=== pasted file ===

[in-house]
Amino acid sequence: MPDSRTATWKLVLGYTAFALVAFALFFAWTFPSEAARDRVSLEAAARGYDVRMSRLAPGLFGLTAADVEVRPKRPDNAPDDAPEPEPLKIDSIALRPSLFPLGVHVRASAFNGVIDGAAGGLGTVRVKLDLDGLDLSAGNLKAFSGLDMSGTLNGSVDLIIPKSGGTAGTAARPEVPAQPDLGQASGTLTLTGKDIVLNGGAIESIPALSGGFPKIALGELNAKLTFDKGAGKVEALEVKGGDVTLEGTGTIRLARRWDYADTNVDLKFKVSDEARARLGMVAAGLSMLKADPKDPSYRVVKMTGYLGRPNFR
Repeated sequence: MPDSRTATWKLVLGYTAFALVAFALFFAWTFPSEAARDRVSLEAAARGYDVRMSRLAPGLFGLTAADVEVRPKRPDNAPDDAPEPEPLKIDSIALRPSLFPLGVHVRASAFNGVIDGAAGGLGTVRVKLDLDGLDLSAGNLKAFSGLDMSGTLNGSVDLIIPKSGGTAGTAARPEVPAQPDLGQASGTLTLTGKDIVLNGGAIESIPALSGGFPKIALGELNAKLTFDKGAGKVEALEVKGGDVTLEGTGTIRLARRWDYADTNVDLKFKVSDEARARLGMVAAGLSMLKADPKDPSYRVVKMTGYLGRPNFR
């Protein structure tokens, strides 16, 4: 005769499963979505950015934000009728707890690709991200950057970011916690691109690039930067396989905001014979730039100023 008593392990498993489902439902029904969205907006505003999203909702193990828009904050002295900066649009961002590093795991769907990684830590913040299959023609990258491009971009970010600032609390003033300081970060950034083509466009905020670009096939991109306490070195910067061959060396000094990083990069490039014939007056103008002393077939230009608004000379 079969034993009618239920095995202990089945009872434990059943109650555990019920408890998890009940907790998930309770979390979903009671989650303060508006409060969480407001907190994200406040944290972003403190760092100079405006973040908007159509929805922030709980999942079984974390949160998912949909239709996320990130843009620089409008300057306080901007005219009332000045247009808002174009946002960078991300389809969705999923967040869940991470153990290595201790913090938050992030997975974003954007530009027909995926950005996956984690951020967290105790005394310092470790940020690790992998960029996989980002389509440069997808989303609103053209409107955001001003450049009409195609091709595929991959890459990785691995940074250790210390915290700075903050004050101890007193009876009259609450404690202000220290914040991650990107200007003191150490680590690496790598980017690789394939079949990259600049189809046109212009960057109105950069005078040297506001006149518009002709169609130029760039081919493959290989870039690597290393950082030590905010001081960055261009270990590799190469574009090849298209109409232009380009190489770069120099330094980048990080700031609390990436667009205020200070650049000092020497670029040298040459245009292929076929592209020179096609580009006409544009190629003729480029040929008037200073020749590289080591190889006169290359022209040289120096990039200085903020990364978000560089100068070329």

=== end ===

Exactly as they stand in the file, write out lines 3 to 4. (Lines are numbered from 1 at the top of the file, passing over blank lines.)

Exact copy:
Repeated sequence: MPDSRTATWKLVLGYTAFALVAFALFFAWTFPSEAARDRVSLEAAARGYDVRMSRLAPGLFGLTAADVEVRPKRPDNAPDDAPEPEPLKIDSIALRPSLFPLGVHVRASAFNGVIDGAAGGLGTVRVKLDLDGLDLSAGNLKAFSGLDMSGTLNGSVDLIIPKSGGTAGTAARPEVPAQPDLGQASGTLTLTGKDIVLNGGAIESIPALSGGFPKIALGELNAKLTFDKGAGKVEALEVKGGDVTLEGTGTIRLARRWDYADTNVDLKFKVSDEARARLGMVAAGLSMLKADPKDPSYRVVKMTGYLGRPNFR
């Protein structure tokens, strides 16, 4: 005769499963979505950015934000009728707890690709991200950057970011916690691109690039930067396989905001014979730039100023 008593392990498993489902439902029904969205907006505003999203909702193990828009904050002295900066649009961002590093795991769907990684830590913040299959023609990258491009971009970010600032609390003033300081970060950034083509466009905020670009096939991109306490070195910067061959060396000094990083990069490039014939007056103008002393077939230009608004000379 079969034993009618239920095995202990089945009872434990059943109650555990019920408890998890009940907790998930309770979390979903009671989650303060508006409060969480407001907190994200406040944290972003403190760092100079405006973040908007159509929805922030709980999942079984974390949160998912949909239709996320990130843009620089409008300057306080901007005219009332000045247009808002174009946002960078991300389809969705999923967040869940991470153990290595201790913090938050992030997975974003954007530009027909995926950005996956984690951020967290105790005394310092470790940020690790992998960029996989980002389509440069997808989303609103053209409107955001001003450049009409195609091709595929991959890459990785691995940074250790210390915290700075903050004050101890007193009876009259609450404690202000220290914040991650990107200007003191150490680590690496790598980017690789394939079949990259600049189809046109212009960057109105950069005078040297506001006149518009002709169609130029760039081919493959290989870039690597290393950082030590905010001081960055261009270990590799190469574009090849298209109409232009380009190489770069120099330094980048990080700031609390990436667009205020200070650049000092020497670029040298040459245009292929076929592209020179096609580009006409544009190629003729480029040929008037200073020749590289080591190889006169290359022209040289120096990039200085903020990364978000560089100068070329």